In the time of winter holidays the two most common questions I get are “Why New Year in Russia is more popular than Christmas?” and “Why Christmas in Russia is celebrated on January 7th?”
I tried my best to give an answer to the first question in my blog post here. Now is the time to explain the second one once and for all. How do you usually spend the 7th of January ? Probably, you wake up early, get ready in the dark and drag yourself to work before you can properly open your eyes. Well, not to make you envy but Russians are enjoying holiday season for the first 10 days of the year!
The 7th of January marks Orthodox Christmas in Russia. If you ask a Russian what they usually do on 25th of December, they will most likely answer with “go to work”, “attend lectures at University” or some such. It’s just another routine day. The 7th of January, on the other hand, is a national holiday, the time to go to a church service and visit family. The reason behind this 13-days delay is that different countries celebrate Christmas according to different calendars.
Once upon a time there was Julius Caesar who, among many other things, introduced a calendar in 45 BC. It was named Julian calendar after him and was predominant in the Roman world, most of Europe and the Americas. There was one teeny tiny problem: it did not properly reflect the actual time it takes the Earth to circle once around the Sun, known as a solar year. It might be only 11 minutes difference per year however, it accumulated significantly over time: the Julian calendar gained a day about every 134 years.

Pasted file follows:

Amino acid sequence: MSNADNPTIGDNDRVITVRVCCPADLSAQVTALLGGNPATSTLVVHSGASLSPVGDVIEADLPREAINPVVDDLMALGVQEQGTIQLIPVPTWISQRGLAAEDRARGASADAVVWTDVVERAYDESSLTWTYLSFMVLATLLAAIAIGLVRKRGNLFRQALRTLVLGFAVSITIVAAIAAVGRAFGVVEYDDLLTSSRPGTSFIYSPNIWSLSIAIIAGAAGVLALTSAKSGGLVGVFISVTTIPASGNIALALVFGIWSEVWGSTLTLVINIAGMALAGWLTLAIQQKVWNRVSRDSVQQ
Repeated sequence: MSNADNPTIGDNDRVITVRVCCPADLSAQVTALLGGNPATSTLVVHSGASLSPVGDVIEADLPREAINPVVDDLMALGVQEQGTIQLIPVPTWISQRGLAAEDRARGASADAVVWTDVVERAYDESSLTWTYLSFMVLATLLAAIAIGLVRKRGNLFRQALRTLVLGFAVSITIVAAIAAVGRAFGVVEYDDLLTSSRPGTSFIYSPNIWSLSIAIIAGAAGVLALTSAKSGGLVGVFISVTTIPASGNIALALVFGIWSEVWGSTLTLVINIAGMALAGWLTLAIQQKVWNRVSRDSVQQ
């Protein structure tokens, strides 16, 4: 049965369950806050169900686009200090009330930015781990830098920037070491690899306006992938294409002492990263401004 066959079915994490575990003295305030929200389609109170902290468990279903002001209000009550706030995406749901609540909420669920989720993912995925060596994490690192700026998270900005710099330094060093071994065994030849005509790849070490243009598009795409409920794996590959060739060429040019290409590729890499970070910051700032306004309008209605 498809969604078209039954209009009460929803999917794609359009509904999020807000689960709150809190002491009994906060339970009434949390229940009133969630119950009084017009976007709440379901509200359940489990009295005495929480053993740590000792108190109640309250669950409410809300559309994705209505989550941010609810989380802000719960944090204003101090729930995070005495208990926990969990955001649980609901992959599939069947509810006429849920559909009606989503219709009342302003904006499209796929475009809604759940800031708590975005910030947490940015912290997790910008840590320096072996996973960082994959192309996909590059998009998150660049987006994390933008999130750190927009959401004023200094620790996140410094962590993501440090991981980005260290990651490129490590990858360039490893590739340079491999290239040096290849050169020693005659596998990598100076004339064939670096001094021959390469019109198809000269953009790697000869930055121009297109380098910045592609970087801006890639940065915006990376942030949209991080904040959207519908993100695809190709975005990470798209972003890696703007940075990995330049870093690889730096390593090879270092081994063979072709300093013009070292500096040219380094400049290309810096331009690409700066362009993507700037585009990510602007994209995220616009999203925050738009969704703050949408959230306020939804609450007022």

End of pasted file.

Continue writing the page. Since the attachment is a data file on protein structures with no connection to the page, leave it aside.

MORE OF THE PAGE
By 1582 the difference increased to 10 days. That’s when the Gregorian calendar was introduced by Pope Gregory XVIII in some European countries. The papal bull decreed that 10 days be dropped when switching to the Gregorian calendar. However, many countries used the Julian calendar much longer. The later the switch occurred, the more days had to be omitted. Currently the Julian calendar is 13 days behind the Gregorian calendar.
Soviet Russia adopted Gregorian calendar in 1918, however, Russian Orthodox Church chose to follow the Old Julian calendar. 25th of December on the Julian calendar actually falls on January 7th on the Gregorian calendar. So strictly speaking, Christmas is still kept on December 25, which just happens to fall 13 days later on the Julian calendar.
Hope you have a better picture now, and it will put an end to confusion. Merry Christmas to all!
PS. This post is illustrated with Christmas cards that were used in Tsarist Russia before Revolution of 1917 and before Christmas was officially banned.
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